Wisdom entails clarity. Clarity is the foremost need of every human being on both the fronts namely social as well as individual. In a spiritual context, the word enlightenment directs our cognition towards light. And, what is the chief quality of light other than ‘seeing’ everything clearly in its presence?
But do we limit our imagination to physical light alone when we talk about enlightenment? Definitely not. Yet, our initial imagination surely takes off by imagining physical light only, which is gradually left behind while we go deeper in our contemplations and meditations.
Sadhaks use physical light as a runway for their ‘plane of cognitive faculties’ to soar high in the skies of eternal existence. After a point, spheres of light and darkness both are crossed by sadhaks and Shruti (word) alone is left with them as their companion. Their words alone work as tools to express and receive emotions, prayers, thoughts and ideas until everything is merged into intense eternal oneness.
Thus, we clearly see that before the commencement of the moment of merging into ultimate oneness, language plays a very important role in everyone’s spiritual journey. As, it is through language alone that we seek and receive clarity mentioned at the outset.
So how will you feel when even in the matters of Aastha and Shradha, clarity is not maintained by those individuals/(platforms) who/(which) voluntarily assume the responsibility of maintaining clear communication in the life of the society and the nation? You begin to wonder, do they really understand how important their role is? This question would definitely have risen in every avid daily newspaper reader’s mind while reading
Pran-Pratishtha related news and opinion pieces in the present context.
The word ‘consecration’ is being used freely in place of Pran Pratishtha of Ram Lalla Murthiman almost in all newspapers and magazines. And, this is a burning example of how typically a process of dumbing down is set into motion. It is the duty and responsibility of communicators to offer and maintain clarity in these matters and reverse all such regressive notions of dumbing down. Is the consecration the same thing as Praan-Pratishthaa?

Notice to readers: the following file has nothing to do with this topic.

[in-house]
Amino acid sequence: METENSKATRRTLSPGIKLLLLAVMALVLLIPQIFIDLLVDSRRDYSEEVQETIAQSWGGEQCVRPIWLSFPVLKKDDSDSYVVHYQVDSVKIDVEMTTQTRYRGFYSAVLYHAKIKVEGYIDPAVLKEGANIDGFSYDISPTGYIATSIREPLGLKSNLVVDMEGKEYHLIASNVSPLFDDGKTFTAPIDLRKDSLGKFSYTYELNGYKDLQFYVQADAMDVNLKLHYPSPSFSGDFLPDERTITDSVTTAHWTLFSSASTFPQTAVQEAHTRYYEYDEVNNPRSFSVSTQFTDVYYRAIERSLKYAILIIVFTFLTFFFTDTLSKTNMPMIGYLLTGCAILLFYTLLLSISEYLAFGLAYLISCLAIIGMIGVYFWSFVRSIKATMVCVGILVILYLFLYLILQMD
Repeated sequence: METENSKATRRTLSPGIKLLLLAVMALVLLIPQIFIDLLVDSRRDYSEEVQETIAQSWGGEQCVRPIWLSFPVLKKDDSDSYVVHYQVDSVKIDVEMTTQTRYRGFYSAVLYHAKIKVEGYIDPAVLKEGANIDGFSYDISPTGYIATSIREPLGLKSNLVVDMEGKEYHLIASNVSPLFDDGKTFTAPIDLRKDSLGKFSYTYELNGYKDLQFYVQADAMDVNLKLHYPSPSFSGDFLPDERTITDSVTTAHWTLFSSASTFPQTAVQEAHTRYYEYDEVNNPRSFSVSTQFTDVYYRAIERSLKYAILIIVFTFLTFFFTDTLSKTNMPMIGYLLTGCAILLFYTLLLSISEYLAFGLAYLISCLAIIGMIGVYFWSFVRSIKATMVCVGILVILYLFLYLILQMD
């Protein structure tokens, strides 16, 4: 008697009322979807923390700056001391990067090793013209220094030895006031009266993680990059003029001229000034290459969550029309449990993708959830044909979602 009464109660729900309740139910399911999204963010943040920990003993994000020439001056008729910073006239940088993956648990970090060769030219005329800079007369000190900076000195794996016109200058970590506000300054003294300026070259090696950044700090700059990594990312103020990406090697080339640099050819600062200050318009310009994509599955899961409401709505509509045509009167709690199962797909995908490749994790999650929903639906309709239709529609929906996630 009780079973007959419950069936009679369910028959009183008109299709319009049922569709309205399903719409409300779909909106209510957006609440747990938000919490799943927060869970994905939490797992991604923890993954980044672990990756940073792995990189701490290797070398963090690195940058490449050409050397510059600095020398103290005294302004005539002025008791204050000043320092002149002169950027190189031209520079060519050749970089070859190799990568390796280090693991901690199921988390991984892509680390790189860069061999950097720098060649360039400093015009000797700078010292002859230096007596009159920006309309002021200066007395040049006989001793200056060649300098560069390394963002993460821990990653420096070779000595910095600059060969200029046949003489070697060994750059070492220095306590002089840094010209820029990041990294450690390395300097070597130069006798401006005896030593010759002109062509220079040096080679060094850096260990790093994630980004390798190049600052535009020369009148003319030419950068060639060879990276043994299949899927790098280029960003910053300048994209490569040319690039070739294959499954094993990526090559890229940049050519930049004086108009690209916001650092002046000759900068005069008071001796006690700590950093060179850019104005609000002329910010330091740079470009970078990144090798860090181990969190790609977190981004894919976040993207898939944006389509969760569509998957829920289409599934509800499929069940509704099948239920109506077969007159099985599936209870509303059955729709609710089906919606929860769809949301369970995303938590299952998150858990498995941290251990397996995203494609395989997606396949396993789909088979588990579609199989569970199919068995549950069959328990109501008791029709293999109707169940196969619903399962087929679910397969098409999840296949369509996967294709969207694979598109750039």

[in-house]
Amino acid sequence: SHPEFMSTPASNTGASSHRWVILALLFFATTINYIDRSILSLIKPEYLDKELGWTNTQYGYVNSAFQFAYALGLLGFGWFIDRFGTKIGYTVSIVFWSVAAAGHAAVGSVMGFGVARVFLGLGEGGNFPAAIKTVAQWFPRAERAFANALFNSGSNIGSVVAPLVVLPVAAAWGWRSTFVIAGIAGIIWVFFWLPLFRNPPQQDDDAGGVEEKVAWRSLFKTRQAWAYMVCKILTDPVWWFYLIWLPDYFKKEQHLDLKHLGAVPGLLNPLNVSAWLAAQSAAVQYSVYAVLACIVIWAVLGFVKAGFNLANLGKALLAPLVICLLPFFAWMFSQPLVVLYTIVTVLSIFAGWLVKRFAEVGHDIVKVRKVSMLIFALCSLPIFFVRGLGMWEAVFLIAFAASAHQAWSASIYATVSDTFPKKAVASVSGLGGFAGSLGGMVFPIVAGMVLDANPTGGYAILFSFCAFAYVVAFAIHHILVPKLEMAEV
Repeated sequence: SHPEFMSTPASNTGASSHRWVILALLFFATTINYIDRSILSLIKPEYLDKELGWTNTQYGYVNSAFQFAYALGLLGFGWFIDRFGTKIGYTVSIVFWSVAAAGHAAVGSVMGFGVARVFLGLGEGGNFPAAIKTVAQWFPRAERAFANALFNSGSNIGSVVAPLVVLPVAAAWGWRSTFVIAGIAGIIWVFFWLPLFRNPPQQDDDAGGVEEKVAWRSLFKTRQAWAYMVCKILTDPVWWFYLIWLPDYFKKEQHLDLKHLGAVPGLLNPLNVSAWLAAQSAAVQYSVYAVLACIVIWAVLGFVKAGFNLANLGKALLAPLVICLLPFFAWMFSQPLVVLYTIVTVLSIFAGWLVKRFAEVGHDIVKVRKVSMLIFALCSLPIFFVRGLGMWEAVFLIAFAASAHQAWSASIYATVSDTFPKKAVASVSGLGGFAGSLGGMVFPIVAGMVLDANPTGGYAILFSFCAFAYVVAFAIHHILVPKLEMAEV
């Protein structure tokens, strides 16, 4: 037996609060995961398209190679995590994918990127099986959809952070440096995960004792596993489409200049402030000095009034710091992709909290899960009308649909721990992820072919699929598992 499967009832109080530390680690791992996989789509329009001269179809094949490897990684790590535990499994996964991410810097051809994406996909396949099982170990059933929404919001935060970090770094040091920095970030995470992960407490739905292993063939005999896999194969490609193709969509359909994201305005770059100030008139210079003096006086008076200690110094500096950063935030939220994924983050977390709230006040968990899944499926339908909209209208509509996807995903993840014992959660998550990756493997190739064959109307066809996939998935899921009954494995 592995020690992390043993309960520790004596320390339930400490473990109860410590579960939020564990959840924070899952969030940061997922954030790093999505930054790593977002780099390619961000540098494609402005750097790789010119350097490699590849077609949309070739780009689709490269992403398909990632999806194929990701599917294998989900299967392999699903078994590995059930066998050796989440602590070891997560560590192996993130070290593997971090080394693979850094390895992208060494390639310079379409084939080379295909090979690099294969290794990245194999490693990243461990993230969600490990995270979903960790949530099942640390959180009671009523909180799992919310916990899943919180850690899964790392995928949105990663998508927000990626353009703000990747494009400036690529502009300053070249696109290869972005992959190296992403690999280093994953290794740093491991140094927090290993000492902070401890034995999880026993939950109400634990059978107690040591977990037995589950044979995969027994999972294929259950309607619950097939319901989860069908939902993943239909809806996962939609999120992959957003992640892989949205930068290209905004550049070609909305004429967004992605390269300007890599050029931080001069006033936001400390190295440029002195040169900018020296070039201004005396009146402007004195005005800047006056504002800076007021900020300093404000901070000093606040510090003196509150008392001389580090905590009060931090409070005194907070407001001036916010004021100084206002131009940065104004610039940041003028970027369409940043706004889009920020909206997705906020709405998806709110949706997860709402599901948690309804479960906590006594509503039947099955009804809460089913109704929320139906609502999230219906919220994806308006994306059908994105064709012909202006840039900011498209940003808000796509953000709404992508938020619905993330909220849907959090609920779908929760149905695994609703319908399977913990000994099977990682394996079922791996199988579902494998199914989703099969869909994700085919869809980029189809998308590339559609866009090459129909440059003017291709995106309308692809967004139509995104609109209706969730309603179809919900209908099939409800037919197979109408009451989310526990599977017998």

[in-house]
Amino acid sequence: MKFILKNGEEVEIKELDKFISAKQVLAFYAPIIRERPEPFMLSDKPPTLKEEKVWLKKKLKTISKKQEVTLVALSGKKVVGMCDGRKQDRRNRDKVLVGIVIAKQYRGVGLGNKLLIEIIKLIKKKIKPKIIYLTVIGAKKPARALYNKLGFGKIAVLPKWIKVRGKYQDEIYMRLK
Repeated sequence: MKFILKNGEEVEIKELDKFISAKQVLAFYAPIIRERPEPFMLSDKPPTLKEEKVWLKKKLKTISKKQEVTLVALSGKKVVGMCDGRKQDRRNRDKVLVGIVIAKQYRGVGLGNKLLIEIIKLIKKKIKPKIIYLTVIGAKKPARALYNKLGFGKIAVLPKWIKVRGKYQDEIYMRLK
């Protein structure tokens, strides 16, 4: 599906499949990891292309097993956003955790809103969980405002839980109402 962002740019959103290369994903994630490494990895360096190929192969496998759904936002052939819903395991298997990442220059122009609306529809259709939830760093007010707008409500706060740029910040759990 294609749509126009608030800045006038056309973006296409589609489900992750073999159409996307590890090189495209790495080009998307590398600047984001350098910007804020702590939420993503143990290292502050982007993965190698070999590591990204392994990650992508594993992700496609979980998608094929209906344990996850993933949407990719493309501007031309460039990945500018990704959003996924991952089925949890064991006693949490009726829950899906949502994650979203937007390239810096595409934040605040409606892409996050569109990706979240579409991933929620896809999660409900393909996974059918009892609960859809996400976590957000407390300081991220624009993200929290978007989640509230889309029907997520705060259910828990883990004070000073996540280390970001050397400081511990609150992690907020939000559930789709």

In Sanatan Dharma every process ends in acknowledging the glimpsing into endlessness and beginning-less-ness, which is not true for Abrahamic religions. For example, word consecration, in Christianity, refers to the act or process of making something sacred, holy, or dedicated to a godly purpose. It often involves a formal ritual or ceremony to set apart a person, place, object, or time as sacred. Consecration is common in religious contexts, where it may be applied to altars, religious artefacts, or individuals assuming sacred roles, such as priests or leaders. This can be a one-time event or a specific act where something is consecrated for a particular purpose. It may be revoked (deconsecrated) also in certain sects.
In Sanatan Dharma every process ends in acknowledging the glimpsing into endlessness and beginning-less-ness, which is not true for Abrahamic religions. For example, word consecration, in Christianity, refers to the act or process of making something sacred
Another such term is sanctification. It is a term that is closely related to consecration but it is often used in theological and religious contexts to describe the process of becoming holy or set apart for a sacred purpose. It is the act of being purified or made morally upright, typically through Christian religious practices. Sanctification is often seen as a gradual and ongoing process, involving personal growth, adherence to moral principles, and a deepening connection to god. It is often considered an ongoing process. Sanctification is viewed as a continuous journey.
Pran-Pratishtha is commitment of devotees to invoke and infuse the eternal, all-pervasive divine life force in the Murthi through due process and, once the Pran-Pratishtha is commenced they commit themselves to treat the Pran Pratishthit-vigrah as living deity. It is a permanent and irrevocable commitment from devotees towards the deity. In Sanatan Dharma, be it any deity, in any sampraday or any parampara the deity is seen as supreme eternal by the followers of that particular deity (ishta-deva or ishta-devi). Essentially supreme evenness is the supreme spiritual principle in Sanatan Parampara. Following small story depicts it well. Once Bhagwan Ram asked Bhagawan Hanuman who he really is? And, Hanuman replied, I am your servant in this form and, as soul I am your Ansh and, essentially I am exactly that only who you are.
Since every Sanatani agrees on this spiritual principle that supreme reality can only be one therefore, there being almost infinite variation in terms of forms and formlessness of the divine they feel at home in accommodating everyone’s choice being individually supreme manifestation. Wholehearted acceptance of all is spontaneous attainment in Sanatan Dharma. Is such supreme openness even imaginable in any Abrahamic religion? Then how can consecration or sanctification be the same thing as Pran-Pratishtha? Wholeness is holier than the holiness itself in the Sanatan Parampara. Have you ever wondered why?